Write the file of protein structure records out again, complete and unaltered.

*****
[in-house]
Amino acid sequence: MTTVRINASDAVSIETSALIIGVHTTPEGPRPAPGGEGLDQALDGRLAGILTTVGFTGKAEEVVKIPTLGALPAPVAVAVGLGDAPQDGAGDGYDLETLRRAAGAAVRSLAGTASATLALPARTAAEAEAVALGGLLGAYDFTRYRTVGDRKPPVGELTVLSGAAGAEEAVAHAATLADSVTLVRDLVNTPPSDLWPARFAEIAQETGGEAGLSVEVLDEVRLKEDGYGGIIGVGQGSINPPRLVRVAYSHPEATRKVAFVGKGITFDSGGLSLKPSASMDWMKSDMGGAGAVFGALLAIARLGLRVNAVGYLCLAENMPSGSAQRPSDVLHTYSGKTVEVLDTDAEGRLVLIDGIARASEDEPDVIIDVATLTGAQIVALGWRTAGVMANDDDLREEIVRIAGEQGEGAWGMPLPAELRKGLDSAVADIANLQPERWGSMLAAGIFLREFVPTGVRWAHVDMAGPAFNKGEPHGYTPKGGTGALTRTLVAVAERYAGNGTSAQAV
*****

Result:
[in-house]
Amino acid sequence: MTTVRINASDAVSIETSALIIGVHTTPEGPRPAPGGEGLDQALDGRLAGILTTVGFTGKAEEVVKIPTLGALPAPVAVAVGLGDAPQDGAGDGYDLETLRRAAGAAVRSLAGTASATLALPARTAAEAEAVALGGLLGAYDFTRYRTVGDRKPPVGELTVLSGAAGAEEAVAHAATLADSVTLVRDLVNTPPSDLWPARFAEIAQETGGEAGLSVEVLDEVRLKEDGYGGIIGVGQGSINPPRLVRVAYSHPEATRKVAFVGKGITFDSGGLSLKPSASMDWMKSDMGGAGAVFGALLAIARLGLRVNAVGYLCLAENMPSGSAQRPSDVLHTYSGKTVEVLDTDAEGRLVLIDGIARASEDEPDVIIDVATLTGAQIVALGWRTAGVMANDDDLREEIVRIAGEQGEGAWGMPLPAELRKGLDSAVADIANLQPERWGSMLAAGIFLREFVPTGVRWAHVDMAGPAFNKGEPHGYTPKGGTGALTRTLVAVAERYAGNGTSAQAV